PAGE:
8 McGraw Hill / Irwin  2001 by The McGraw-Hill Companies, Inc. All rights reserved. The Market Value of the Firm  The sensitivity of the market value of the firm to a change in an exchange rate measures exchange rate exposure.  For the $/€ exchange rate, the sensitivity measure can be expressed as: €

9 McGraw Hill / Irwin  2001 by The McGraw-Hill Companies, Inc. All rights reserved. Channels of Exposure to Foreign Exchange Risk Direct Economic Exposure Home Currency Strengthens Home Currency Weakens Sales AbroadUnfavorable Favorable Revenue worth less in home currency terms Revenue worth more Source AbroadFavorableUnfavorable Inputs cheaper in home currency terms Inputs more expensive Profits AbroadUnfavorable Favorable Profits worth lessProfits worth more

10 McGraw Hill / Irwin  2001 by The McGraw-Hill Companies, Inc. All rights reserved. Channels of Exposure to Foreign Exchange Risk Indirect Economic Exposure Home Currency Strengthens Home Currency Weakens Competitor thatUnfavorableFavorable sources abroad Competitor’s margins improve Competitor’s margins decrease Supplier thatFavorableUnfavorable sources abroad Supplier’s margins improve Supplier’s margins decrease Customer thatUnfavorableFavorable sells abroad Customer’s margins decrease Customer’s margins improve Customer thatFavorableUnfavorable sources abroad Customer’s margins improve Customer’s margins decrease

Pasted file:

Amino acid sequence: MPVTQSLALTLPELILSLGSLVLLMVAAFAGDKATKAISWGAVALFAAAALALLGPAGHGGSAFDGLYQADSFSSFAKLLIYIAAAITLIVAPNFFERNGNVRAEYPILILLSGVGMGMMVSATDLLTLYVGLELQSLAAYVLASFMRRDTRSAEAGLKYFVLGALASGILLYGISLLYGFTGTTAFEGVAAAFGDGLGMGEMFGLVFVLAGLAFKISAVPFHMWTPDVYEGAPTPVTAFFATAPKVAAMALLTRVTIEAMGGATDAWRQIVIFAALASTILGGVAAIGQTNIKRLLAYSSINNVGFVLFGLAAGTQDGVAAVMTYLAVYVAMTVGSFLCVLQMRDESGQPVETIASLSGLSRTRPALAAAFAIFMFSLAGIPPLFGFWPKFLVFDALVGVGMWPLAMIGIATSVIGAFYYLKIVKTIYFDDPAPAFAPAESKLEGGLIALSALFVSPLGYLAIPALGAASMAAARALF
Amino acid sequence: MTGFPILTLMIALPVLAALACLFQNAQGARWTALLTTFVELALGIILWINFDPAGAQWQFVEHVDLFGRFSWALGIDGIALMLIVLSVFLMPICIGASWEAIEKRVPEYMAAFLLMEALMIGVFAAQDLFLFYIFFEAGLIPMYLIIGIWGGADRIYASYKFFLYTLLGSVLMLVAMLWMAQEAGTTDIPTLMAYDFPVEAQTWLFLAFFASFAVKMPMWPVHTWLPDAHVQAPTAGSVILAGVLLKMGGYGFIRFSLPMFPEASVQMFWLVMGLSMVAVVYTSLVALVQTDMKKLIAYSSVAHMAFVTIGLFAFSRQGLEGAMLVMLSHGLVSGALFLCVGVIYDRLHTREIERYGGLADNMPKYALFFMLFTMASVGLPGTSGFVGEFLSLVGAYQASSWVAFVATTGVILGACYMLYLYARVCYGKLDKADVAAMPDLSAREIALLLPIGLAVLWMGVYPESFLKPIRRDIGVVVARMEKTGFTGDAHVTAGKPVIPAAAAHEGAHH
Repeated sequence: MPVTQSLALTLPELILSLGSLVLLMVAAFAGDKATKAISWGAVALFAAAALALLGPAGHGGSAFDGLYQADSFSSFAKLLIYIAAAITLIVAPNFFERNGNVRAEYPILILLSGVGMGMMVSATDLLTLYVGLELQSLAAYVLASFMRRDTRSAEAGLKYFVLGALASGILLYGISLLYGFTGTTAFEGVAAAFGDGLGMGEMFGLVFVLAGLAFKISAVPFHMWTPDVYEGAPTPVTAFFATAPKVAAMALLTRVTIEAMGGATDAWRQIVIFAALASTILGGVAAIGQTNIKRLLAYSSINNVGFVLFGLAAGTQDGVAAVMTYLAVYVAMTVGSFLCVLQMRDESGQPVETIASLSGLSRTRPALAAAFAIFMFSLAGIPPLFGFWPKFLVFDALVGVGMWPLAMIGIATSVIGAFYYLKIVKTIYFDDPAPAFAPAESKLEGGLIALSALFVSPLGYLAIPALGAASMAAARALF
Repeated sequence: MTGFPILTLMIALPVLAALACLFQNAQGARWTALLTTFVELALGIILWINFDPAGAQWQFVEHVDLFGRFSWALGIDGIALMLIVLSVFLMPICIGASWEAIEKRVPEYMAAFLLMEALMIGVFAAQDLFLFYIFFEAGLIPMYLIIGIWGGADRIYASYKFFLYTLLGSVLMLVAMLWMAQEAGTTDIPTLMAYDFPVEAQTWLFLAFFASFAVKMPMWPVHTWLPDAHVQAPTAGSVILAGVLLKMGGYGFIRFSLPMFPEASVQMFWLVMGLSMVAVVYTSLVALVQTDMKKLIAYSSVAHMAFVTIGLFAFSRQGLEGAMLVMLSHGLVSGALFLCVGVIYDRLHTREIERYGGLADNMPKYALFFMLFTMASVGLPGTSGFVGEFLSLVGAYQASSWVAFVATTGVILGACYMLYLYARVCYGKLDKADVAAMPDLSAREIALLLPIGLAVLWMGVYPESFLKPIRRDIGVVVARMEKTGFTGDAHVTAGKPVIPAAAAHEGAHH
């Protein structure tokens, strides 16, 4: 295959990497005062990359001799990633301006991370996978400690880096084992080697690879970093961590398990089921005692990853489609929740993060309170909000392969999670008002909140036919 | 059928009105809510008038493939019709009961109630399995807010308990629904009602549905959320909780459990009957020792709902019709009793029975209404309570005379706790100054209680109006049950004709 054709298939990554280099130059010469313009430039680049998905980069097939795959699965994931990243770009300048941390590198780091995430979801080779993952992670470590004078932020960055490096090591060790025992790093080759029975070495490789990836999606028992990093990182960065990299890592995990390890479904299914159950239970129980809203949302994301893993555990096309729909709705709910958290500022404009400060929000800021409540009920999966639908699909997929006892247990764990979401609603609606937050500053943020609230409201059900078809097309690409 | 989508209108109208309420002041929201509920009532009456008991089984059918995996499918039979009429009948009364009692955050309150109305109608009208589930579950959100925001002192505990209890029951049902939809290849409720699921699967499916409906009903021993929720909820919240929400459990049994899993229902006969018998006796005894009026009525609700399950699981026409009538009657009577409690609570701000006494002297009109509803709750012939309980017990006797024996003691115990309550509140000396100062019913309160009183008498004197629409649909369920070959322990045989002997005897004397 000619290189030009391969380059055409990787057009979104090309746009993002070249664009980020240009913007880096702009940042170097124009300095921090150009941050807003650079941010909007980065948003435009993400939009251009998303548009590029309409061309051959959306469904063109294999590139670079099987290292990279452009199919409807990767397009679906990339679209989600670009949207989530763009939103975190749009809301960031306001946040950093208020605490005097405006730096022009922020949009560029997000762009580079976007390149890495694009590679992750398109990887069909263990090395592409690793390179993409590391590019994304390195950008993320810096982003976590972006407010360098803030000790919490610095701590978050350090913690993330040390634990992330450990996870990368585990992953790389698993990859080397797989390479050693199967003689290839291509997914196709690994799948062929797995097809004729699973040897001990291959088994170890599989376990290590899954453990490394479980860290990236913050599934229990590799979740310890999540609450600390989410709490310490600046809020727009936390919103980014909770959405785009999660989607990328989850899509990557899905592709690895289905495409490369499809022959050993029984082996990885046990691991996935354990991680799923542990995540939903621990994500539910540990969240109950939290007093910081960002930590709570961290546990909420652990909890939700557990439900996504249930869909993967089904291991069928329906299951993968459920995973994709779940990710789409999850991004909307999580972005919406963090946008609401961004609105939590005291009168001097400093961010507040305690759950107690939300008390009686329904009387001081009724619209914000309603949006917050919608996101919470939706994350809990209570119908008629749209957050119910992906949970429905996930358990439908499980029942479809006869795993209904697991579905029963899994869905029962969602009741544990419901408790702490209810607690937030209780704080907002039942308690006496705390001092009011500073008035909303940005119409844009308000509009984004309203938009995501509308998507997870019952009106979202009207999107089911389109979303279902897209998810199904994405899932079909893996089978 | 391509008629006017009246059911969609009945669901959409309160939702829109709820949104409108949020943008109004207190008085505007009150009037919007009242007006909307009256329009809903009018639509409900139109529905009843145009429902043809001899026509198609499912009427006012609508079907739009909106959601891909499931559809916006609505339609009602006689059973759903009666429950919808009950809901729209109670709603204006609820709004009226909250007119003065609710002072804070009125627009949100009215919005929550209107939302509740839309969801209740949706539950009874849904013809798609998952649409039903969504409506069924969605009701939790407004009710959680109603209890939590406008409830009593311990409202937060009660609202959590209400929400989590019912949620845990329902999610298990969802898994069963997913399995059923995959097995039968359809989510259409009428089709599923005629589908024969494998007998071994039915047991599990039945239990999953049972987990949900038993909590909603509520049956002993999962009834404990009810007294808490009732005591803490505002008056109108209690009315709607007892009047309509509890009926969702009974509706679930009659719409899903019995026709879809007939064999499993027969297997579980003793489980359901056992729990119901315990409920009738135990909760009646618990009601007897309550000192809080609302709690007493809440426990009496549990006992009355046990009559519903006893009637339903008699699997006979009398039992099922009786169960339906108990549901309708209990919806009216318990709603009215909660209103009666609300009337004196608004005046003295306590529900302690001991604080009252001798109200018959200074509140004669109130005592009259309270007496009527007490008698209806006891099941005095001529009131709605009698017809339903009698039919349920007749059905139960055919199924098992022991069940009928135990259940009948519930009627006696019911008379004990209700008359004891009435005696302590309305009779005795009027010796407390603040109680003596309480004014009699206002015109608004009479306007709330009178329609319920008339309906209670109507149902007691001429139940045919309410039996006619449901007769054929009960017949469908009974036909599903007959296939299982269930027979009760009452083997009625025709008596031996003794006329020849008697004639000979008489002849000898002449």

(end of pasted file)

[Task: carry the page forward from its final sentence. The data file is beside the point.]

11 McGraw Hill / Irwin  2001 by The McGraw-Hill Companies, Inc. All rights reserved. The Market Value of the Firm and Channels of Risk  Note that virtually any firm could be exposed to exchange rate risk through a financial channel.  In the long run however,  The firm can make changes in response to an unexpected exchange rate change.  Other economic events that follow the exchange rate change may lessen the impact on the firm.  Nevertheless, the short-run exposure is critical since the firm must survive the shock to get to the long run.

12 McGraw Hill / Irwin  2001 by The McGraw-Hill Companies, Inc. All rights reserved. Accounting Measures of Foreign Exchange Exposure  Net = exposed – exposed exposure assets liabilities  Accounting exposure can be subdivided into translation and transaction exposures.  Translation exposure focuses on the book value of assets and liabilities as measured in the firm’s balance sheet.  Transaction exposure focuses on the economic value of transactions denominated in foreign currency that are planned or forecast to occur in the next reporting period.